Study patients were equally divided about whether the exam was more useful for medical management (pragmatic reasons) or for demonstrating that the doctor cared (symbolic reasons). Pragmatic reasons for examination, particularly for patients with advanced malignancy include determining a new cause of symptoms, assessing the status of the malignancy, and monitoring or guiding therapies. Symbolic reasons for examination include demonstrating interest in the patient's problem, validating concerns, and establishing an empathetic connection with the patient. A number of authors have argued specifically for the benefit of touch in the course of examination.[13-15] Pragmatic and symbolic motivations for examination are not mutually exclusive. Either motivation (pragmatic or symbolic) should be sufficient to continue examining even the most ill patients, provided the examination is perceived by patients to be beneficial as it clearly was in the study by Kadakia et al.
As the authors point out, the study yields additional interesting observations. Patients with higher depression scores or higher burden of spiritual pain viewed the physical examination less positively. These patients potentially benefit more from counseling and less from physical interventions. Experienced clinicians likely recognize this situation and might dispense with the examination during these encounters, although it would be important to discuss the omission of the exam explicitly in order to be sure patient expectations are being met. Studies in primary care practices suggest that physical examination is expected during patient encounters and if the expectation is unmet, patients are less satisfied.[12, 16, 17] The majority of patients in the current study also expected to be examined during visits with their physicians. For health systems that are increasingly evaluated using patient satisfaction scores and whose financial reimbursement will be partially dependent on these scores, this study reinforces the need to consistently examine patients.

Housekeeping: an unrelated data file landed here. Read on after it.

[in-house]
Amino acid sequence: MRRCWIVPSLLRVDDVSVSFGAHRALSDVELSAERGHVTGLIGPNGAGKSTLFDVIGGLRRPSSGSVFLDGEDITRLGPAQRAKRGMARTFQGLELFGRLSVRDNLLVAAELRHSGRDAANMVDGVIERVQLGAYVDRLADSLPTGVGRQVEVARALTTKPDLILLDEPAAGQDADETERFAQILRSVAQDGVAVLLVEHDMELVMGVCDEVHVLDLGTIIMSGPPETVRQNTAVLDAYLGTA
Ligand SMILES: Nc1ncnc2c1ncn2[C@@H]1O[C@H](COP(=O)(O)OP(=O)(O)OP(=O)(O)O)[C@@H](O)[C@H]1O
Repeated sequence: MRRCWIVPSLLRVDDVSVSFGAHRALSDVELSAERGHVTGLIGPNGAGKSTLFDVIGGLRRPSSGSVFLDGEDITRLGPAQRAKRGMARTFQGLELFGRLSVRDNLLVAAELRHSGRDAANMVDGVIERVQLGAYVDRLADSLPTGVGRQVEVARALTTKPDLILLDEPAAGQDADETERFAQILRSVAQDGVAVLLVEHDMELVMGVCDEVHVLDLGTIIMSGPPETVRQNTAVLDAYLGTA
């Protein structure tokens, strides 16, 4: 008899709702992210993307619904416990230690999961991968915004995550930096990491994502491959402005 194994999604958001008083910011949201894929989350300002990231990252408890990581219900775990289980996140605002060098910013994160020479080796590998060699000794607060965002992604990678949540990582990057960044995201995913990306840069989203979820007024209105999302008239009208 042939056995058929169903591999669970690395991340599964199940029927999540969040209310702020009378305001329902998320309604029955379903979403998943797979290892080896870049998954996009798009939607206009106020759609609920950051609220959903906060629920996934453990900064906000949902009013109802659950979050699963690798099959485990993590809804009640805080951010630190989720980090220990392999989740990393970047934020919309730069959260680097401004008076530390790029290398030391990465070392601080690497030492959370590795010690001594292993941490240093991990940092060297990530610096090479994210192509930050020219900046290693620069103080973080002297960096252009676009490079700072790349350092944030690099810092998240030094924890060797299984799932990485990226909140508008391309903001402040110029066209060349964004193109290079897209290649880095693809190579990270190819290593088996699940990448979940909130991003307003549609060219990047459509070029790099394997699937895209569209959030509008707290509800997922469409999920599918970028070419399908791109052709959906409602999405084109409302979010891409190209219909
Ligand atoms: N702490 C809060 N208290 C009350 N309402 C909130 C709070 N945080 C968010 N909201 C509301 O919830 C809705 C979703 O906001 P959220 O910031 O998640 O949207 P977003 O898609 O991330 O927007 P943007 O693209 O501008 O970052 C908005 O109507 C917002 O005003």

The study also found that nonwhite patients viewed the physical examination more favorably than did their white counterparts. This finding was driven primarily by the patients' sense that the “exam shows that the doctor cares for me.” It would be interesting to know if this finding applies to patients with other or less advanced illnesses. Patients with less education rated the physical examination higher than patients with college education or more. It would be useful to better understand the influence of race and education on perception of the examination in order to better tailor patient physician encounters.